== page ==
LINCOLN, Neb. (UPI) — Plants can “remember” drought and change responses to the stress to survive, a finding that could lead to more drought-resistant crops, U.S. researchers say.
The study confirms the scientific basis for what home gardeners and nursery professionals have long known, that transplants do better when water is withheld for a few days to “drought harden” them before the move, they said.
“This phenomenon of drought hardening is in the common literature but not really in the academic literature,” Michael Fromm, a University of Nebraska-Lincoln plant scientist, said. “The mechanisms involved in this process seem to be what we found.”
The researchers compared the reaction of plants that had been previously stressed by withholding water to those not previously stressed and found the pre-stressed plants bounced back more quickly the next time they were dehydrated, a university release reported.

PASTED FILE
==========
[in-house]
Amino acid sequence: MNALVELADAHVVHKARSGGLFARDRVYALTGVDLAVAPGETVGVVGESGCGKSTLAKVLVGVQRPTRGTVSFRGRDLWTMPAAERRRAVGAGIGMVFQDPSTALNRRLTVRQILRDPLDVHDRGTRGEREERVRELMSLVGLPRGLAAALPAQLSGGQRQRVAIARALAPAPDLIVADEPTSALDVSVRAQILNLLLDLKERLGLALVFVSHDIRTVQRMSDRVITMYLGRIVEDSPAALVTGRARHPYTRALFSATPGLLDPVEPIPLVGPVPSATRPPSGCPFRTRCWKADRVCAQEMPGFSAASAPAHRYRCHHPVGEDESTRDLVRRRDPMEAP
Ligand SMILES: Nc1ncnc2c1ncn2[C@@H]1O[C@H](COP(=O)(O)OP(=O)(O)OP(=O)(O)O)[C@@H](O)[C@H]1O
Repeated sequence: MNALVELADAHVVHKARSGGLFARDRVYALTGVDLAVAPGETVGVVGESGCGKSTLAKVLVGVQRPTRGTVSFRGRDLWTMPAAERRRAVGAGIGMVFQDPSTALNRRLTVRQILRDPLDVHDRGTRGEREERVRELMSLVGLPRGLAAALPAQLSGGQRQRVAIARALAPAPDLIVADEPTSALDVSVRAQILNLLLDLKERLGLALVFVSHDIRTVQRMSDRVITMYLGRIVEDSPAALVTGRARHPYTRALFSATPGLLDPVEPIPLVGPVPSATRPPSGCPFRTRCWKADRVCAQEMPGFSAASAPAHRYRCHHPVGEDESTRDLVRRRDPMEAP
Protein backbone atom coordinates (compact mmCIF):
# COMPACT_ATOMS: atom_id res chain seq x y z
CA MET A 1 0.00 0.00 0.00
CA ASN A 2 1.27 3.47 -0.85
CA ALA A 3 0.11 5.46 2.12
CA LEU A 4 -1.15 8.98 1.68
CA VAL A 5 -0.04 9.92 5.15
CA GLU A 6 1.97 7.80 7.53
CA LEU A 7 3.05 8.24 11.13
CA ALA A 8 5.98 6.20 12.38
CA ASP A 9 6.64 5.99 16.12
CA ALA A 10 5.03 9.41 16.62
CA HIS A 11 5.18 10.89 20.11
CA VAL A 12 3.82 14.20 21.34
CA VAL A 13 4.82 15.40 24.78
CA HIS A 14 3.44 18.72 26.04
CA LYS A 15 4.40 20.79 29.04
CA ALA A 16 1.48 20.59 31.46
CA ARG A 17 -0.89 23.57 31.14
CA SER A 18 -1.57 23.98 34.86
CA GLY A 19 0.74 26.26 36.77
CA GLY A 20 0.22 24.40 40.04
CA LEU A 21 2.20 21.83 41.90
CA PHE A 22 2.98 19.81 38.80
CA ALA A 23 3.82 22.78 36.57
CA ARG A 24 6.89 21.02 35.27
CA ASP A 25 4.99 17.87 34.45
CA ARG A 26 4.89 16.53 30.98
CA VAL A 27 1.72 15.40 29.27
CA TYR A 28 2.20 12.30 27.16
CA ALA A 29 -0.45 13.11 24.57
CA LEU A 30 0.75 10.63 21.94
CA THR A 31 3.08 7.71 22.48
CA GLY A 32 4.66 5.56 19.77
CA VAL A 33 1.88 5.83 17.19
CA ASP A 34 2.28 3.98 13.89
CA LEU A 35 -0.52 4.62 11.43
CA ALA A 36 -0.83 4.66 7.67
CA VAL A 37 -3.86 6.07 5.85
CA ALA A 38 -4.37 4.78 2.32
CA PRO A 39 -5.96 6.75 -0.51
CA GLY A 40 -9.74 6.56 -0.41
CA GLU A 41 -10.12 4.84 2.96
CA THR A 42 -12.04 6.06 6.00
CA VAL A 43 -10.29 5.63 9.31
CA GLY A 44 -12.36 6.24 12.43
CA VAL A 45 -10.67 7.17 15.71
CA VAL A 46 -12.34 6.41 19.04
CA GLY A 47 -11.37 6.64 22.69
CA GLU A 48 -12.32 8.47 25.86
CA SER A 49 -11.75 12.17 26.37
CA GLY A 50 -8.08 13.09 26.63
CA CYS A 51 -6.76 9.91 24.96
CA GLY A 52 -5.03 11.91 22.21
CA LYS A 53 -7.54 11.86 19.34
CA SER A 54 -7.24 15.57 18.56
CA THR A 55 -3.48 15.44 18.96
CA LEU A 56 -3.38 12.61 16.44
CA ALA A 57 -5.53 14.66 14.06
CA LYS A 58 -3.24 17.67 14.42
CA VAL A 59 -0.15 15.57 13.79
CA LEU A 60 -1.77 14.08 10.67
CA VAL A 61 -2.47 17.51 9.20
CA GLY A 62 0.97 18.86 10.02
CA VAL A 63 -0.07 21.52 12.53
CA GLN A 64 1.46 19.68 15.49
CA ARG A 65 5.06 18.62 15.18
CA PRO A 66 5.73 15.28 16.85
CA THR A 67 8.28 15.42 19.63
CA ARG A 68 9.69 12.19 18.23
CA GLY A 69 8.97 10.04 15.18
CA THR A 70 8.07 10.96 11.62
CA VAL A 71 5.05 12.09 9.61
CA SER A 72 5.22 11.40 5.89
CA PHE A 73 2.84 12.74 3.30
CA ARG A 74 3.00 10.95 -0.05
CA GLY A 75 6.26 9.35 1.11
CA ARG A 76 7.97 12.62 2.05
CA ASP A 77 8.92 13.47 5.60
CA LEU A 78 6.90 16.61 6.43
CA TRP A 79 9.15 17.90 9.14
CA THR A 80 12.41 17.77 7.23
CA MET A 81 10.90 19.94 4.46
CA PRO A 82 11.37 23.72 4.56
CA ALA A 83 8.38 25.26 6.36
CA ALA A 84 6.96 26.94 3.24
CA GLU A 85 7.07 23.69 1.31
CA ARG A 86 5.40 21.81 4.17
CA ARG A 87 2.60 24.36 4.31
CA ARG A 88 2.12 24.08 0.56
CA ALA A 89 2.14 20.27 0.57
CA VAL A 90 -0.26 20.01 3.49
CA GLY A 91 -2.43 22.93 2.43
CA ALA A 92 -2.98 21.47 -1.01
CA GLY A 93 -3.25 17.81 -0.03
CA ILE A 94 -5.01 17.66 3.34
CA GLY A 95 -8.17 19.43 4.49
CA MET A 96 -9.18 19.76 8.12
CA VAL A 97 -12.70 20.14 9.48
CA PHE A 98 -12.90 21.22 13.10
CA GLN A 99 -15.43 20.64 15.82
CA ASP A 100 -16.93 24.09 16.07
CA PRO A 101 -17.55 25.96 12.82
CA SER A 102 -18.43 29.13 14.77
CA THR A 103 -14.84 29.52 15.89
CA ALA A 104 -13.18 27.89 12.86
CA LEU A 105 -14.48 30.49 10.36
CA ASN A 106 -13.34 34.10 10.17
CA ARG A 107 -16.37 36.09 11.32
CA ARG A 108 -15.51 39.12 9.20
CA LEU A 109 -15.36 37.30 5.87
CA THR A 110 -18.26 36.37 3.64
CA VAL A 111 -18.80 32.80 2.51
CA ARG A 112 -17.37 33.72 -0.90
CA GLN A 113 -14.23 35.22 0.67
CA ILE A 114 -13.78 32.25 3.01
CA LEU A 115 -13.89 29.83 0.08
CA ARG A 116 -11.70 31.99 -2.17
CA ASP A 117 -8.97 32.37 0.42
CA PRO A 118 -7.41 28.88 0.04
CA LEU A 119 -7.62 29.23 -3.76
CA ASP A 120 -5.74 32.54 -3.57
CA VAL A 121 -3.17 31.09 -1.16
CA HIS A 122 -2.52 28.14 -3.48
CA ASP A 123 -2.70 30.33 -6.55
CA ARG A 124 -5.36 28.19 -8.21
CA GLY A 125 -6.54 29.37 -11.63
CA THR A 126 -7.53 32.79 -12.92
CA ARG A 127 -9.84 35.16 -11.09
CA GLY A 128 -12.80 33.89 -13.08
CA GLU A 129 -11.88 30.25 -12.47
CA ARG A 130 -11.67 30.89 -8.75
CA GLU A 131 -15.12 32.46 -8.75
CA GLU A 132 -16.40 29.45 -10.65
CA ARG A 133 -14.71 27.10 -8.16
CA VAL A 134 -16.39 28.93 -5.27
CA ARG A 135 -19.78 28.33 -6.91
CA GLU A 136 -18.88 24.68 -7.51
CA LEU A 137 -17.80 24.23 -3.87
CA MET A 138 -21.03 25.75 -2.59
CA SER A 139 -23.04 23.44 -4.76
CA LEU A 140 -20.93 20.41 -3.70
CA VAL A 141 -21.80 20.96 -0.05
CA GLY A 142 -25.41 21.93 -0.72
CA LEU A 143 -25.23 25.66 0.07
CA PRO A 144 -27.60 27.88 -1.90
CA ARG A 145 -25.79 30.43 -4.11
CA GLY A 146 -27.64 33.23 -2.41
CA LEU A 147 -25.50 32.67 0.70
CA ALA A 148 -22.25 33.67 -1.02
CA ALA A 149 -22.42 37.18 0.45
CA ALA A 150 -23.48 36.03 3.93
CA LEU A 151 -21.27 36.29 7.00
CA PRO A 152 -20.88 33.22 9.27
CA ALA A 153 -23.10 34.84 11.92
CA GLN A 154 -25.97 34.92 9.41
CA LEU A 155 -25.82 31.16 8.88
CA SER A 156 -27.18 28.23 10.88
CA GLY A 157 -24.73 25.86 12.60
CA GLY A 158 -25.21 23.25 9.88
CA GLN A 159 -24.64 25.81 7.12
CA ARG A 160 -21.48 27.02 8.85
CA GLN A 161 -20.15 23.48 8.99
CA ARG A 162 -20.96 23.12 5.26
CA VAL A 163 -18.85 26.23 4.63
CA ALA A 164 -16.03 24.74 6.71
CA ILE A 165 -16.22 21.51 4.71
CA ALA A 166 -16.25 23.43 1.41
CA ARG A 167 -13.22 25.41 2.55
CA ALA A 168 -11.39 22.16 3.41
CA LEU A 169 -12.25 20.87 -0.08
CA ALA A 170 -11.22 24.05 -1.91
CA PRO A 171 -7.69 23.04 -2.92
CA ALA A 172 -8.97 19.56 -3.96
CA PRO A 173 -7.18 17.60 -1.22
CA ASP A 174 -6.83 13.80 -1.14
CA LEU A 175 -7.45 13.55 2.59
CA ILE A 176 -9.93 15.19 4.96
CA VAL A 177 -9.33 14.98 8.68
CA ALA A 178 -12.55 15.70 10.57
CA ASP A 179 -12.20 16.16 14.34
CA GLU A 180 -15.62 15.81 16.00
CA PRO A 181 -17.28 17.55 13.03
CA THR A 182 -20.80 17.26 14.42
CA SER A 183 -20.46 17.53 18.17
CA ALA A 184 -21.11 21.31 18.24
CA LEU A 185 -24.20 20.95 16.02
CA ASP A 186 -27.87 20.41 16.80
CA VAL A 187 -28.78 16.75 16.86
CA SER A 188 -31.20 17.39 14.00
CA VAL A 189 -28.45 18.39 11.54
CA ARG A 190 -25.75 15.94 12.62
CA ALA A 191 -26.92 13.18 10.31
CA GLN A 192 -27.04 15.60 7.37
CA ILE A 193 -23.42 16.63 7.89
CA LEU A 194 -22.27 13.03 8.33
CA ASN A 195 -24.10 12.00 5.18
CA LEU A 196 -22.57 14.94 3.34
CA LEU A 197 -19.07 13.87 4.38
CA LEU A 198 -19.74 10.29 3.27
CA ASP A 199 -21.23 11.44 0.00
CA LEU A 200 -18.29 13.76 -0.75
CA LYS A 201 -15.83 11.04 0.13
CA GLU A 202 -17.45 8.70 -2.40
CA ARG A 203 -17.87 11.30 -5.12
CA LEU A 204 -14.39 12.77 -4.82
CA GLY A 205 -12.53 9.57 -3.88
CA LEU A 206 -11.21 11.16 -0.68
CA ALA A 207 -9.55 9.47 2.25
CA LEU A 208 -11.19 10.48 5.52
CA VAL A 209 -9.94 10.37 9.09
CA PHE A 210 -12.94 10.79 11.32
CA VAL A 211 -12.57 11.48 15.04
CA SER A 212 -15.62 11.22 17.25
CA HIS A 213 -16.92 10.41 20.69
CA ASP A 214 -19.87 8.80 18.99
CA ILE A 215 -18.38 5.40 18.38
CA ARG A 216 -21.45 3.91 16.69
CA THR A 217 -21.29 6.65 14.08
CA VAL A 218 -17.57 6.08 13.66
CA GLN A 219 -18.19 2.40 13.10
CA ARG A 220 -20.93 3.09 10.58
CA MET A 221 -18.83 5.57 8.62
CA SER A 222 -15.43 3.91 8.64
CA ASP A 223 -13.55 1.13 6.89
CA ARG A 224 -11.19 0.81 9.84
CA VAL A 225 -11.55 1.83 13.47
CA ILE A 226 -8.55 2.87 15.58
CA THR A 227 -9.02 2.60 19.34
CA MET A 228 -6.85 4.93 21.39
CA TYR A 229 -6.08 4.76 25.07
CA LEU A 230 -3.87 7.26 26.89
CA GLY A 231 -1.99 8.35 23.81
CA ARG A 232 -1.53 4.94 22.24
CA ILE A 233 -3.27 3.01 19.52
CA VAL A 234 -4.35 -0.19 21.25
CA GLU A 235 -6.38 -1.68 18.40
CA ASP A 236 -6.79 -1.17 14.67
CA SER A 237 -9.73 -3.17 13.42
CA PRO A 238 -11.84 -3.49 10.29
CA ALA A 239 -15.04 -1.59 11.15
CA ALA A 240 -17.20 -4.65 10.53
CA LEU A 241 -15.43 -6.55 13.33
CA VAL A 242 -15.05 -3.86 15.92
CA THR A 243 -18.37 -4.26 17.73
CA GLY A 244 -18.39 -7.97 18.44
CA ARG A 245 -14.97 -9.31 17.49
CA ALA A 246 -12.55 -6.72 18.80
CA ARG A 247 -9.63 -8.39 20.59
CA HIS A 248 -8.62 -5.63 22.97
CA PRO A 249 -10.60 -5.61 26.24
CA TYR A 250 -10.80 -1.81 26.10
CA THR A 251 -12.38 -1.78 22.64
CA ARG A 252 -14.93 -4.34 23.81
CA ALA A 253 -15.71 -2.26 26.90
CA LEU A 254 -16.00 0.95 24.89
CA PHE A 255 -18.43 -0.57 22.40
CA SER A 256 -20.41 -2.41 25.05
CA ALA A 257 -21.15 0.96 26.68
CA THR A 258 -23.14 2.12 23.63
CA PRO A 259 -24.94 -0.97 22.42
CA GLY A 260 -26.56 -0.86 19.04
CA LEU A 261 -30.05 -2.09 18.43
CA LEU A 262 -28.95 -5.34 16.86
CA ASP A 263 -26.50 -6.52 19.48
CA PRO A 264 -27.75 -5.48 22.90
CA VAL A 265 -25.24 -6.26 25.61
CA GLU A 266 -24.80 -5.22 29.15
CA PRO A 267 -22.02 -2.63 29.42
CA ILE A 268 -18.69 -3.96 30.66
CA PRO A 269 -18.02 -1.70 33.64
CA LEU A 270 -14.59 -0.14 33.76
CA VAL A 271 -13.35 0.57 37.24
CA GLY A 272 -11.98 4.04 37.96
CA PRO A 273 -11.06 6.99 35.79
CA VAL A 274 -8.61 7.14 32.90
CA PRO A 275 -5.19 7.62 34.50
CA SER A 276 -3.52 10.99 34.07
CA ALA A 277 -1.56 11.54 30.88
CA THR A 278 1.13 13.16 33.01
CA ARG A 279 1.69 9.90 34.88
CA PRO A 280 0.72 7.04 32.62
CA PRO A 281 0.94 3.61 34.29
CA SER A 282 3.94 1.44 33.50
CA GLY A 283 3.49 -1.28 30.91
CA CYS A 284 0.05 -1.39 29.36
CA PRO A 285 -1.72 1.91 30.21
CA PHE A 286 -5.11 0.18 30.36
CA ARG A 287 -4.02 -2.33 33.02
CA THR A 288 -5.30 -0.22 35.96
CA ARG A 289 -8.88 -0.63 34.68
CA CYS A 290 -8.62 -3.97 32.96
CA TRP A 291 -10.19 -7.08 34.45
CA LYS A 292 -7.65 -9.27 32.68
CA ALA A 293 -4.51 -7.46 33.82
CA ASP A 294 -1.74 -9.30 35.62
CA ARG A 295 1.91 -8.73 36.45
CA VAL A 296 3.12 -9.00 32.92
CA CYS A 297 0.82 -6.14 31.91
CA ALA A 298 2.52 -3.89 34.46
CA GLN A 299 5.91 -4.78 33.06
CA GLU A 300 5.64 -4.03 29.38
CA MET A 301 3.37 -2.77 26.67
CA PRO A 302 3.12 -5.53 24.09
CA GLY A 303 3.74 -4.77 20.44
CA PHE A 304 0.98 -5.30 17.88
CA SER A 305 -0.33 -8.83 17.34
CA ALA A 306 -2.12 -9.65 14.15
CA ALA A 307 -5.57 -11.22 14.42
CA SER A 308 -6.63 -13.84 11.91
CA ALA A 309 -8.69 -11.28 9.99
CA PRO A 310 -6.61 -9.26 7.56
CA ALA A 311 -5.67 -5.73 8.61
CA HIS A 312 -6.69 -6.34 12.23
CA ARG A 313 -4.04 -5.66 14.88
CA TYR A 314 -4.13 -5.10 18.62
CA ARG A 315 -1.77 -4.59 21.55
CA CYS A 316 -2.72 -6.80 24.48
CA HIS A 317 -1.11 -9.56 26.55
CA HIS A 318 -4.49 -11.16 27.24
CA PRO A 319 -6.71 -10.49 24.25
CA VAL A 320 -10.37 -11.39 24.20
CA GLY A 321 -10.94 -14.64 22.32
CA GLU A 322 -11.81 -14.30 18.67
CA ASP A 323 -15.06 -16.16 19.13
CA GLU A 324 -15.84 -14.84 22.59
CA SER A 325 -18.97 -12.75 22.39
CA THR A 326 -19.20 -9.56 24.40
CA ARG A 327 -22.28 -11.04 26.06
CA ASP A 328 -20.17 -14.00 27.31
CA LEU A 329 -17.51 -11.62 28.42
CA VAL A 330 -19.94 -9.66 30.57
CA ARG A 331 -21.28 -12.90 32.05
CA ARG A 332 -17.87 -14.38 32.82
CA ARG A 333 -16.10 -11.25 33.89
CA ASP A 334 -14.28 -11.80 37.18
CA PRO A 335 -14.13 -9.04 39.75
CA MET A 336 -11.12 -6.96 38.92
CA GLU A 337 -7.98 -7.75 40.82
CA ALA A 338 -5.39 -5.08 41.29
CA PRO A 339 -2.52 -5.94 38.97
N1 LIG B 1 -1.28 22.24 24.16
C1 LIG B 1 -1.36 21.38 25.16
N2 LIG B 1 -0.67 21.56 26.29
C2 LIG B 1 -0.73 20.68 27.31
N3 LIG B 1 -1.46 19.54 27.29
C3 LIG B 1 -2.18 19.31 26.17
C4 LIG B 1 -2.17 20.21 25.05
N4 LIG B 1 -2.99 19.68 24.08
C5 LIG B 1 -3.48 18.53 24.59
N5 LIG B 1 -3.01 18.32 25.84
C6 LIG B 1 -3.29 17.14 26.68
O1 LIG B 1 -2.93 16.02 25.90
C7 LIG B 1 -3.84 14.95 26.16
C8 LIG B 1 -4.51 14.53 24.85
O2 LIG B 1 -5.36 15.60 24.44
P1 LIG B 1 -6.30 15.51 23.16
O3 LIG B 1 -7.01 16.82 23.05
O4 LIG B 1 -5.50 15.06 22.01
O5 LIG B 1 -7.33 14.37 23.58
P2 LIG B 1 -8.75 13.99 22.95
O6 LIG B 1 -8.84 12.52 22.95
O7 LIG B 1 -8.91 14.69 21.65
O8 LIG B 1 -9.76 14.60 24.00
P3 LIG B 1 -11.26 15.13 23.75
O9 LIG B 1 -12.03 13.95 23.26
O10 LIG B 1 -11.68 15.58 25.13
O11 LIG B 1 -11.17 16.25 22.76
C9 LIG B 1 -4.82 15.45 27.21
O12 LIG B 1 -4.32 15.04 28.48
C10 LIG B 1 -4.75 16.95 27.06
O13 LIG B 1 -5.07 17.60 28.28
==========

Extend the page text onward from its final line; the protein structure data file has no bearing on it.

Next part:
The pre-stressed plants responded to dehydration by increasing transcription of a certain subset of genes, the scientists said, and in subsequent drought periods the plants remember their transcriptional response to stress and induce these genes to higher levels.
“The plants ‘remember’ dehydration stress. It will condition them to survive future drought stress and transplanting,” Fromm said.